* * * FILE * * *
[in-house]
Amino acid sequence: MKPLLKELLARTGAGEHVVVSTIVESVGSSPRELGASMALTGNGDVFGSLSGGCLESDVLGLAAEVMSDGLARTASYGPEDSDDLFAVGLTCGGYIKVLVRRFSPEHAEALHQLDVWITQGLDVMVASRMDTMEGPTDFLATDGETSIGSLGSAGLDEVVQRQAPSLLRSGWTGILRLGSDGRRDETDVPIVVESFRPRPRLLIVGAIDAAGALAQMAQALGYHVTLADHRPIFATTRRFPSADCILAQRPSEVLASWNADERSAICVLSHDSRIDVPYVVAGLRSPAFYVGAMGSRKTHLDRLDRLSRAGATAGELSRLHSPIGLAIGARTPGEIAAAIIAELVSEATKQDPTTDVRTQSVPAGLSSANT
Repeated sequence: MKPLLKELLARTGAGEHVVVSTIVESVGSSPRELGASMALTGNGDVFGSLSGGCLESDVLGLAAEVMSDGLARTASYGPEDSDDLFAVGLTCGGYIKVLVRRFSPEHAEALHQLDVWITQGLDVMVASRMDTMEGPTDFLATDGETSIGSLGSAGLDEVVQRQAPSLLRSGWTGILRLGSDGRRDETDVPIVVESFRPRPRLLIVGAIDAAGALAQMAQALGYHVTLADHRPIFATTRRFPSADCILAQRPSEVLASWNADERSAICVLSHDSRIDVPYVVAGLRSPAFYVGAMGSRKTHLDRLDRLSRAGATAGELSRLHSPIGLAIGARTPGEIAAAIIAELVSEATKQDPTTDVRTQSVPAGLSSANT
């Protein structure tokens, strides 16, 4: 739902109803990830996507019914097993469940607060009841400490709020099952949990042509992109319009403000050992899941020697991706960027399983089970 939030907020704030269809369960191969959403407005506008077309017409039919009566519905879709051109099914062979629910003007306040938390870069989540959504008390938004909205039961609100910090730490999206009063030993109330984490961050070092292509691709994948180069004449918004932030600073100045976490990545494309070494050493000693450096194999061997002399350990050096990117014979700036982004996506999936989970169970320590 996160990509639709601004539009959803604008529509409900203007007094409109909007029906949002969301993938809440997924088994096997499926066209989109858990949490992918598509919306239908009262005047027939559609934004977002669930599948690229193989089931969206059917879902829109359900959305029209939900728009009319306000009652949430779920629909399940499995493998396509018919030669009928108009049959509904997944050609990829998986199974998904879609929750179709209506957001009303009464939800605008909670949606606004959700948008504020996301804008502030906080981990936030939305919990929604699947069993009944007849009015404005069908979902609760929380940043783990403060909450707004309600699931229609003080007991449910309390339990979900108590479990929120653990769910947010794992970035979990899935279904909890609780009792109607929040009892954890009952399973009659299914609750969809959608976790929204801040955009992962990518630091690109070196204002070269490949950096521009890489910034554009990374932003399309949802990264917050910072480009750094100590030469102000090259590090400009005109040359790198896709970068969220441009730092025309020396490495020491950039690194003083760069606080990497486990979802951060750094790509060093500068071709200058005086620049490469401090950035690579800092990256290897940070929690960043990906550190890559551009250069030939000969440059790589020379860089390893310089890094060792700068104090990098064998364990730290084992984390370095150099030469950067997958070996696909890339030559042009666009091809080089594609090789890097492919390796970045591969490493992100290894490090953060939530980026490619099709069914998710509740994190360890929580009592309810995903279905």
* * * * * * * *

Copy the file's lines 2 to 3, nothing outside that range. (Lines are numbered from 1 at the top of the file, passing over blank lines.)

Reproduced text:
Amino acid sequence: MKPLLKELLARTGAGEHVVVSTIVESVGSSPRELGASMALTGNGDVFGSLSGGCLESDVLGLAAEVMSDGLARTASYGPEDSDDLFAVGLTCGGYIKVLVRRFSPEHAEALHQLDVWITQGLDVMVASRMDTMEGPTDFLATDGETSIGSLGSAGLDEVVQRQAPSLLRSGWTGILRLGSDGRRDETDVPIVVESFRPRPRLLIVGAIDAAGALAQMAQALGYHVTLADHRPIFATTRRFPSADCILAQRPSEVLASWNADERSAICVLSHDSRIDVPYVVAGLRSPAFYVGAMGSRKTHLDRLDRLSRAGATAGELSRLHSPIGLAIGARTPGEIAAAIIAELVSEATKQDPTTDVRTQSVPAGLSSANT
Repeated sequence: MKPLLKELLARTGAGEHVVVSTIVESVGSSPRELGASMALTGNGDVFGSLSGGCLESDVLGLAAEVMSDGLARTASYGPEDSDDLFAVGLTCGGYIKVLVRRFSPEHAEALHQLDVWITQGLDVMVASRMDTMEGPTDFLATDGETSIGSLGSAGLDEVVQRQAPSLLRSGWTGILRLGSDGRRDETDVPIVVESFRPRPRLLIVGAIDAAGALAQMAQALGYHVTLADHRPIFATTRRFPSADCILAQRPSEVLASWNADERSAICVLSHDSRIDVPYVVAGLRSPAFYVGAMGSRKTHLDRLDRLSRAGATAGELSRLHSPIGLAIGARTPGEIAAAIIAELVSEATKQDPTTDVRTQSVPAGLSSANT